The flooding in Louisiana is the worst U.S. disaster since Hurricane Sandy hit in 2012. Eleven lost their lives and well over 60,000 are currently homeless.
Yet what makes this disaster so devastating is there was no way to foresee or prepare for the destruction. The storm that dropped 31 inches of rain in just 15 hours and continued for days was not a tracked storm. It was not a hurricane, a tropical storm, or a superstorm. It was unnamed and received very little attention in the media, both before and after it hit, making preparation and relief efforts difficult.
Among those impacted by the storm were Latter-day Saints. Over 450 members were left homeless and two church buildings—the Denham Springs Louisiana Stake center and the Windbourne meetinghouse—were severely damaged, the flood water destroying flooring, pews, pianos, and even an organ.
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Local wards and Mormon Helping Hands have worked tirelessly to help muck out homes and to provide food, clothing, and care for families displaced by the flooding. Over 6,500 volunteers have come to help with the relief efforts in Louisiana, and another 5,000 at least are expected to arrive to help this weekend. (Read more about LDS relief efforts at Mormon Newsroom).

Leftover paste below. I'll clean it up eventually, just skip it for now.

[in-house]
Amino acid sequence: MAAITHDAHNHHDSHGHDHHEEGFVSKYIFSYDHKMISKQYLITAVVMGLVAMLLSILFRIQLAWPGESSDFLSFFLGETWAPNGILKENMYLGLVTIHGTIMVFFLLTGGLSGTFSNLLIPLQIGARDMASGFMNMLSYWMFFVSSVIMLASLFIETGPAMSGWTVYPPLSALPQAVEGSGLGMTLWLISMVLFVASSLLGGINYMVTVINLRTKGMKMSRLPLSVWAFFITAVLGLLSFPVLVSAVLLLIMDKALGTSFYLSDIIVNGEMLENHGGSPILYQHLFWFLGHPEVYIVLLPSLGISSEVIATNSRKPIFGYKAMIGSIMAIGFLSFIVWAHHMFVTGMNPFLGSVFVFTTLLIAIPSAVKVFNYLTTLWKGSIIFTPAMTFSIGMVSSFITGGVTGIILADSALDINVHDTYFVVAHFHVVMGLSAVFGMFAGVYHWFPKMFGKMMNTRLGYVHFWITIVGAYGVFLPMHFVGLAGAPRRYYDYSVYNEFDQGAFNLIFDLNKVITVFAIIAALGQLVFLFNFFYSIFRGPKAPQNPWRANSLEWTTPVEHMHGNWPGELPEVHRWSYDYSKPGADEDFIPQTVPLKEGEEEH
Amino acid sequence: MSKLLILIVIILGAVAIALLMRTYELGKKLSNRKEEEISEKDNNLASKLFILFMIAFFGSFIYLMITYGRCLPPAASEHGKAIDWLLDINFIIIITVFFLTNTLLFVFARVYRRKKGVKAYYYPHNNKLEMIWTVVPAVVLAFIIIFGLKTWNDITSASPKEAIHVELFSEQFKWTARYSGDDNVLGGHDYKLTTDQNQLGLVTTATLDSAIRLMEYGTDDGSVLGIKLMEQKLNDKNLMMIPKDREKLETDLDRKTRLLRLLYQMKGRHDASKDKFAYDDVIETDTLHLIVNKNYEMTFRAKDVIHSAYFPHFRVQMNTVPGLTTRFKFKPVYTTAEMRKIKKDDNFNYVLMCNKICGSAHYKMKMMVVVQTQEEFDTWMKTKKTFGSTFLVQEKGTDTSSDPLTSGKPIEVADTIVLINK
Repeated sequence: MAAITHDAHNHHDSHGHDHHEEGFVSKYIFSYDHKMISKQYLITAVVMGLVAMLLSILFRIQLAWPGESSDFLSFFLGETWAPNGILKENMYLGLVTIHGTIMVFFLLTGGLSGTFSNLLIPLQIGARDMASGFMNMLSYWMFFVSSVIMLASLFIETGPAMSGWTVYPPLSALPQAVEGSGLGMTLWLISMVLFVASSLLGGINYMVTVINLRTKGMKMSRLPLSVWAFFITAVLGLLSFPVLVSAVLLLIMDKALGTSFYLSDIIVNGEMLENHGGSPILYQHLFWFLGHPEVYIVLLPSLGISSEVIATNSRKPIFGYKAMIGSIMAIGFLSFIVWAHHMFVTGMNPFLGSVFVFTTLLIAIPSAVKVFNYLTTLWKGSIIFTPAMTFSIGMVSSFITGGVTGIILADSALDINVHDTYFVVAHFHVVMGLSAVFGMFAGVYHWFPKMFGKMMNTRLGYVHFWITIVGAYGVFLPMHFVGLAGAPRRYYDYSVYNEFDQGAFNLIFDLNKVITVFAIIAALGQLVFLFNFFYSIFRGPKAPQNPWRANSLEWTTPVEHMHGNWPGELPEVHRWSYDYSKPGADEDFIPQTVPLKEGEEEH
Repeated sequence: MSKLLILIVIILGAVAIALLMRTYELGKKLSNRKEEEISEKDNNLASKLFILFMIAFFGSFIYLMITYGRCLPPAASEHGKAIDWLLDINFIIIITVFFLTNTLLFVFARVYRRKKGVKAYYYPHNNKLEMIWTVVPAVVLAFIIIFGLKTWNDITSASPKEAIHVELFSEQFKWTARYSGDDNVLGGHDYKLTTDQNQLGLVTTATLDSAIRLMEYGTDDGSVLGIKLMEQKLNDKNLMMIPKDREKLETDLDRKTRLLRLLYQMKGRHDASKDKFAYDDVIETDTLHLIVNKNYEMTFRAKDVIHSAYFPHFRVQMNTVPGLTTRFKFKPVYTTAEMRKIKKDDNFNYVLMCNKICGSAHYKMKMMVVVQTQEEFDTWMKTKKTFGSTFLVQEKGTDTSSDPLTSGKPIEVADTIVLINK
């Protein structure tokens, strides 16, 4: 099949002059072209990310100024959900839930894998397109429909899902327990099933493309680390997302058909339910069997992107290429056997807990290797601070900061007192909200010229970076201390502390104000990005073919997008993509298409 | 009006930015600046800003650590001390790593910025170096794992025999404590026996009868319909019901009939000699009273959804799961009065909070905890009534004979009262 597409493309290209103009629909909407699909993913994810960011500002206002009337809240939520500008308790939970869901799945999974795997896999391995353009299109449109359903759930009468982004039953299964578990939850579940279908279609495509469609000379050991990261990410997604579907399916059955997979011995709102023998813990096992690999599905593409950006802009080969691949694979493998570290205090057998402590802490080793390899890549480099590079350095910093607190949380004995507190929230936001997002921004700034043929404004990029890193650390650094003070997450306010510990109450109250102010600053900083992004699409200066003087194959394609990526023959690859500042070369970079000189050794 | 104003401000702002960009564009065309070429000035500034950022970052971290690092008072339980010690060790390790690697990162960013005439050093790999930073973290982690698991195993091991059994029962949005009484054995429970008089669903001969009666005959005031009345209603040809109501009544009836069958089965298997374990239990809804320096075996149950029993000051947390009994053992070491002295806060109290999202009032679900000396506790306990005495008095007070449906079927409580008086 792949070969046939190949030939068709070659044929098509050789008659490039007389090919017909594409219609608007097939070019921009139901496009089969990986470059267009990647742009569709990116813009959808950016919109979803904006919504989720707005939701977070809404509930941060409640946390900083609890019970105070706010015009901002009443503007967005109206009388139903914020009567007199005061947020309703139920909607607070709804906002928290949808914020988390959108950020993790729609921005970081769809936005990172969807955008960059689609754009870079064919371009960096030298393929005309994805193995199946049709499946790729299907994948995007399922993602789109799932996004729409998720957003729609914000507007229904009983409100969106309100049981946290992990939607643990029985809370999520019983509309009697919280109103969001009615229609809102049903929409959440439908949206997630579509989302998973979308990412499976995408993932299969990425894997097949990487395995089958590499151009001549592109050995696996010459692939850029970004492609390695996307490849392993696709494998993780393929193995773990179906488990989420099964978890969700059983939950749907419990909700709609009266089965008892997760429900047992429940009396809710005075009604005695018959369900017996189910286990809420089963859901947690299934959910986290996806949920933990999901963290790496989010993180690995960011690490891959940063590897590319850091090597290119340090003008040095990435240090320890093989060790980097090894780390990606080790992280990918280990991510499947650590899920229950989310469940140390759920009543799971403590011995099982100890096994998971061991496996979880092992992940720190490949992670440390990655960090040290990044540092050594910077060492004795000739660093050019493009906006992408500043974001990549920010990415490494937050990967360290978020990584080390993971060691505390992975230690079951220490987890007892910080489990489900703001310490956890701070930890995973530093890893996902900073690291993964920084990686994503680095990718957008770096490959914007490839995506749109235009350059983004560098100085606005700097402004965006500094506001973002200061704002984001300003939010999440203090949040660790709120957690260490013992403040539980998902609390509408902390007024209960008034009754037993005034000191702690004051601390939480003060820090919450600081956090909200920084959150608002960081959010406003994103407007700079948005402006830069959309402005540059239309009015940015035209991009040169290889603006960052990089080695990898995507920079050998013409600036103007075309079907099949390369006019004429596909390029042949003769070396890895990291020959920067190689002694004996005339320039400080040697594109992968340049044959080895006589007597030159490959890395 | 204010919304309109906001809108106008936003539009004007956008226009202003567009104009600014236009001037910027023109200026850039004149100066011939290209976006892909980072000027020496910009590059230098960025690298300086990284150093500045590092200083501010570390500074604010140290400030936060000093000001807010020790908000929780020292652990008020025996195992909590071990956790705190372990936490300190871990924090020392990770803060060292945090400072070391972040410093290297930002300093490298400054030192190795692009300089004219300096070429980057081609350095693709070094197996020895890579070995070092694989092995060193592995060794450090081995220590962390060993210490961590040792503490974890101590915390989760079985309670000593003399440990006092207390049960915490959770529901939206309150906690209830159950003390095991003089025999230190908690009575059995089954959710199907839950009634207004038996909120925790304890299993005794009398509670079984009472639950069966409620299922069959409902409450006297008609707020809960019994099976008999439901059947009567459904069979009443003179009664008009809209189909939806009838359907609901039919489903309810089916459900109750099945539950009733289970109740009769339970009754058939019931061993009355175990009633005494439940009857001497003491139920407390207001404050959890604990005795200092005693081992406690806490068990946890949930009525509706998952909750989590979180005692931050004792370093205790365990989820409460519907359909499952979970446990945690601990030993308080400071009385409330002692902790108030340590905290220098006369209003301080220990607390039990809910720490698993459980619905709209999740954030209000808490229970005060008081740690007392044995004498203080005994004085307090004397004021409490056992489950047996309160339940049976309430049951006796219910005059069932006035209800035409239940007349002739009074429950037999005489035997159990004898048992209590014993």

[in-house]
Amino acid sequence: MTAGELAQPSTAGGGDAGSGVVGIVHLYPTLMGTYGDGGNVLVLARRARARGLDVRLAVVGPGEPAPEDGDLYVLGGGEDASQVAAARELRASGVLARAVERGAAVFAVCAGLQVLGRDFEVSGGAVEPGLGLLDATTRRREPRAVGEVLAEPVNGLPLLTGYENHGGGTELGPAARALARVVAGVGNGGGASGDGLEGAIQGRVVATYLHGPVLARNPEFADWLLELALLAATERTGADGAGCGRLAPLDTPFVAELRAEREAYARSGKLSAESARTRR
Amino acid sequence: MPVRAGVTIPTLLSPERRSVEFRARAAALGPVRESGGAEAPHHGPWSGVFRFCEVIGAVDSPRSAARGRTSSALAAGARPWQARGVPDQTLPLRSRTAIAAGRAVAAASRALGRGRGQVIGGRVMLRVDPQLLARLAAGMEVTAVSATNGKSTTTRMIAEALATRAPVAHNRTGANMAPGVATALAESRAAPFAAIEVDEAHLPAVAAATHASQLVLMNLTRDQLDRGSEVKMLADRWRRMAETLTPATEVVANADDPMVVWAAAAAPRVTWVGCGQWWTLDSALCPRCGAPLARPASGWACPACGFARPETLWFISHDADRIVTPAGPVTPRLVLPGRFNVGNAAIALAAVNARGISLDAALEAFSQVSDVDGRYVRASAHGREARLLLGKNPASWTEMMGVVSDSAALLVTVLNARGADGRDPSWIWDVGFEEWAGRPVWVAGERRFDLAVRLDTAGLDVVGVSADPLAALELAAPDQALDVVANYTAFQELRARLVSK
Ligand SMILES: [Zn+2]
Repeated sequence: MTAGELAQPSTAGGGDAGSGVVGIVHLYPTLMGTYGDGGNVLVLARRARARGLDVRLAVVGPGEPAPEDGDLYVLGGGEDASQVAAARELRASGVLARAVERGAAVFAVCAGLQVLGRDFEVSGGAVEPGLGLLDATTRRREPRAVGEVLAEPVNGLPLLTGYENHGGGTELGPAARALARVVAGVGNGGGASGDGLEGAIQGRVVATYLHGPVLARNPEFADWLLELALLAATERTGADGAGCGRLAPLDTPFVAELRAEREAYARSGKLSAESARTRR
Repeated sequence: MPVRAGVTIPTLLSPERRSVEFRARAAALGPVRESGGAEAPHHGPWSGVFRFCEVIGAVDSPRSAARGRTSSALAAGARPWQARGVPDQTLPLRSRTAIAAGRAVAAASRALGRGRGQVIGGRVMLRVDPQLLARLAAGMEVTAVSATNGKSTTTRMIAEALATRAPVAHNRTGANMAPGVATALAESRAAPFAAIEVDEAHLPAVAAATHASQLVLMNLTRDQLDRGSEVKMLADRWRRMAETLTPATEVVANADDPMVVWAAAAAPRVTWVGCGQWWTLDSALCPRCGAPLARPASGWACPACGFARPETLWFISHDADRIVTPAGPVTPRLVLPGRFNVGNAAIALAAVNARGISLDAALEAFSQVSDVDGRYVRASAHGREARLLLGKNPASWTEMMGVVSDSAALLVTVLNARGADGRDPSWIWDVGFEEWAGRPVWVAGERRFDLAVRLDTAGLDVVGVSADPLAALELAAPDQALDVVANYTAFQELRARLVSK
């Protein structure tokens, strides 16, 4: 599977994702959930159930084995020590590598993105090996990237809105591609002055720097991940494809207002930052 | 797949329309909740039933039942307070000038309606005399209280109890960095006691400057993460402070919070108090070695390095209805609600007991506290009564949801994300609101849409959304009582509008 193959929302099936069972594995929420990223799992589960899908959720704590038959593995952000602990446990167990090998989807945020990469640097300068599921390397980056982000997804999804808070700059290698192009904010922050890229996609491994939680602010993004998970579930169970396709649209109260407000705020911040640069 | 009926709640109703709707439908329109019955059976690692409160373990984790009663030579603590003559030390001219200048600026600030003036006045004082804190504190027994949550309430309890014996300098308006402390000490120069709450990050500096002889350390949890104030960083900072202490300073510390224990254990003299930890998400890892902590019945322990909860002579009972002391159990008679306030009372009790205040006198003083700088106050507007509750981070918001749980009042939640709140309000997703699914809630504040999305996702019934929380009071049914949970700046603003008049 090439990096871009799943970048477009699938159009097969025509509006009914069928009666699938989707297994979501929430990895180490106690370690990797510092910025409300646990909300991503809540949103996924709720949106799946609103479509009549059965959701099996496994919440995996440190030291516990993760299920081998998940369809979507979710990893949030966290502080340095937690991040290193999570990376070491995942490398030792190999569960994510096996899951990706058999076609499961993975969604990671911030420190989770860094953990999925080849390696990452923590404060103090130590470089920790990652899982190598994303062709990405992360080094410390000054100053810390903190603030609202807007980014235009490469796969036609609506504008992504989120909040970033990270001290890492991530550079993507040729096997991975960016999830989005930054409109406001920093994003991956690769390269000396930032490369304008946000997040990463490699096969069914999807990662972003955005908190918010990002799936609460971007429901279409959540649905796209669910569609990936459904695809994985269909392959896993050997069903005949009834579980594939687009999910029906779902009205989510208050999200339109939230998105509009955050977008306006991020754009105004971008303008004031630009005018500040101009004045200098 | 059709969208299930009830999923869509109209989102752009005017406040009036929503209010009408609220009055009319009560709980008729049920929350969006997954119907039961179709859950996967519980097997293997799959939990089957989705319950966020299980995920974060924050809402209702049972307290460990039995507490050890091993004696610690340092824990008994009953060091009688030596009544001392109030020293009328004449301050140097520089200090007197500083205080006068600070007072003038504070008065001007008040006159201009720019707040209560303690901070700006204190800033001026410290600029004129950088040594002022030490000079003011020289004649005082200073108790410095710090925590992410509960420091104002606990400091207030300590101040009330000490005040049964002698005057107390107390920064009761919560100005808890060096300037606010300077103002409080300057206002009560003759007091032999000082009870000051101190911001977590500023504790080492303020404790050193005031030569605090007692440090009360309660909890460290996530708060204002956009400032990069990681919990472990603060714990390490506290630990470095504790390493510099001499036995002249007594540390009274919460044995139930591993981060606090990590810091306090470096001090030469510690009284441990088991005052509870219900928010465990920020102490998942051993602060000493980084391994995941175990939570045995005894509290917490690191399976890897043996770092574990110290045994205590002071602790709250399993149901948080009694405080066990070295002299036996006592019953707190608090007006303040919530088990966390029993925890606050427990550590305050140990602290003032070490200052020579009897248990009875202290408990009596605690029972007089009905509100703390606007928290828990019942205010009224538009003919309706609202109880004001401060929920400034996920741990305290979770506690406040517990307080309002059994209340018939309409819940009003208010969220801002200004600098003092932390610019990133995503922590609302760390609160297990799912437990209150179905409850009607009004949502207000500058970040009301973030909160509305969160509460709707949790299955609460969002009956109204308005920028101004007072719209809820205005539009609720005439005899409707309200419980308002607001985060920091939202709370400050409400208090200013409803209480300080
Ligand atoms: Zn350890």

As a result, Louisiana Governor John Bel Edwards thanked Mormons for their efforts at a special sacrament meeting held for volunteers.
“’I am a child of God and he has sent me here.’ That is the first line of the hymn that we sang,” Governor Edwards began his remarks. “I have no doubt that God sent you all here.”
“Even though this isn’t a named storm, every victim has a name, and they are our brothers and our sisters in Christ,” he continued.
He talked about the gratitude he saw among the flood survivors and how it brought communities closer together.
“It’s times like these that communities come together, and not just the community from here in Baton Rouge,” he said. “I know that we have folks who have traveled from hundreds of miles to be here to help.”
He also noted that of those whose homes have been damaged, less than 20 percent will have flood insurance, meaning the volunteer help from Church members is essential in restoring their homes.
“I want to thank you. This is an example of a partnership we all need to facilitate to go forward between state and local government and federal government but also the faith-based community,” Governor Edwards said.
Though federal and state aid will help in the cleanup, Governor Edwards acknowledged: “It is always slower than the speed with which you respond. You can do things so much faster and because you can be there faster when people are in need, you are doing things better as well. So from the bottom of my heart I want to thank you.”